I mentioned Cold Weather Hippies earlier. One of the benefits of living with cold weather hippies nearby is that they’re big believers in farmer’s markets. For somebody who grew up buying corn off the side of the road from the Amish families who grew it, this is like the one good part of growing up in ruralia, put on crack and delivered to your urban doorstep. During the summer, there are several farmer’s markets all around Madison, but the farmer’s Market happens on Saturdays, on the square around the capitol. The stretches of space to either side of the sidewalks are completely overtaken by vendors, and the sidewalks are packed with people out for their fix of locally grown / organic / artisan / phenomenally tasty food. This isn’t just fresh strawberries and heirloom tomatoes – we’re talking aged cheese, slabs of beef, jellies, spreads, flowers…everything. I take out of towners to the Farmer’s market because after one loop around the square (which can take over an hour) I don’t have to explain Madison anymore, they get it.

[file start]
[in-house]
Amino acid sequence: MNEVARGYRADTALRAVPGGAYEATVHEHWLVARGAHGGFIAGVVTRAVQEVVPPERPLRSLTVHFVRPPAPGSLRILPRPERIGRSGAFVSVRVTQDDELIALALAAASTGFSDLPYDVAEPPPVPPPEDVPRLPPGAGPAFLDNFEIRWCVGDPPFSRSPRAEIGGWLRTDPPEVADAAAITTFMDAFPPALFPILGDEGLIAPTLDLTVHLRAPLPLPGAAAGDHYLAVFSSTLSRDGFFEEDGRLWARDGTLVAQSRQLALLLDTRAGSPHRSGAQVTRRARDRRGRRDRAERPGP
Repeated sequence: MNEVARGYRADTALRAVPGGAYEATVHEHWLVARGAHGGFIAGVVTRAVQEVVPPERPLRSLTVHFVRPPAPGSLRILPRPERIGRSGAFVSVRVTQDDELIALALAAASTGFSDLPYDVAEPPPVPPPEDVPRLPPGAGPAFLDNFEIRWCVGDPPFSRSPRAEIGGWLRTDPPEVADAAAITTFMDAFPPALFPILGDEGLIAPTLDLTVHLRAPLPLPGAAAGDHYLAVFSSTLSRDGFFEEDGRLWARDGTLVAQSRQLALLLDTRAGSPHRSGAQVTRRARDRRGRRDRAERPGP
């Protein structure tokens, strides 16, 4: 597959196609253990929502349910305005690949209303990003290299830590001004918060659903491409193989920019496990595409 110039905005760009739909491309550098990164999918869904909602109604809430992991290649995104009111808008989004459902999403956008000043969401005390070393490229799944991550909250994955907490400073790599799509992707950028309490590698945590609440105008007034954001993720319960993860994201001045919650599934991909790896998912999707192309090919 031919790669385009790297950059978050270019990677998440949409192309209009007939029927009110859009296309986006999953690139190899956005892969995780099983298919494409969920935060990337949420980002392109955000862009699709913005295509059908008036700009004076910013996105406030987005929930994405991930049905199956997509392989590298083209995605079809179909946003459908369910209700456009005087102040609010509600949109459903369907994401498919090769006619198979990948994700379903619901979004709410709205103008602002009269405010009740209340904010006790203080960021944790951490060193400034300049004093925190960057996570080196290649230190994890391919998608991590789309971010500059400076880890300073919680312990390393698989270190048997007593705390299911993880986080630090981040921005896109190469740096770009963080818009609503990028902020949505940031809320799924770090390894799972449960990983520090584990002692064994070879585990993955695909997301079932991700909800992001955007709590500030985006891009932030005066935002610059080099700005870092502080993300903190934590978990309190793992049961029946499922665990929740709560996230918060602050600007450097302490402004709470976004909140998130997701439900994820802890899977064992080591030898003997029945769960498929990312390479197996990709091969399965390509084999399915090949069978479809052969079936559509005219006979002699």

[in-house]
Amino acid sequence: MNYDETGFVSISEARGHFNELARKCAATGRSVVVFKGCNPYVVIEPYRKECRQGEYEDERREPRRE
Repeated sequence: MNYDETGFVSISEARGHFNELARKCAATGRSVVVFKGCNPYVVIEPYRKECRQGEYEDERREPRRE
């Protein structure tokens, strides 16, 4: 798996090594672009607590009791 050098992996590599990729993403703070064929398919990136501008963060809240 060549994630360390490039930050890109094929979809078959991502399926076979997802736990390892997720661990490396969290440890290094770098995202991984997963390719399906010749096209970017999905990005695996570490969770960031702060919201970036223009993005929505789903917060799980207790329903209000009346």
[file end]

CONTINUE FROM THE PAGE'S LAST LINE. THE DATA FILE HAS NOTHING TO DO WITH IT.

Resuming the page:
Saturday looked nothing like a farmer’s market Saturday. There were that many people there, but the lack of vendors meant there was more room to move. Firefighters don’t march up the street, with cops waving signs indicating that, hey, they’re throwing in against the bill too. I don’t bump into somebody I’ve never met before but who’s carrying a sign that says, “Unions are our Family Values,” in my handwriting. And on Farmer’s Market Saturdays, absolutely nobody gets to the square, pouts, and goes, “But I thought the Tea Party was going to be here. Where are they?”
I have a lot to say about me and the Tea Party, but that’s going elsewhere. Suffice to say, I got to the square, took a moment to boggle, and then started hunting for this big deal rally that was going to show the spoiled public union people how real life works.
If you don’t know what the Capitol looks like, or what I’m talking about when I talk about the square, do yourself a favor and go look. Now picture the square as a pie, divided into eight slices. The Tea Party fit into one of them. By the time I got to the corner where they were having the rally, I’d started to wonder whether they were there at all, or they’d had to relocate because there wasn’t room for them. I just marched along with the people chanting, “Show me what Democracy looks like!” until all of a sudden there were Scott Walker for President signs.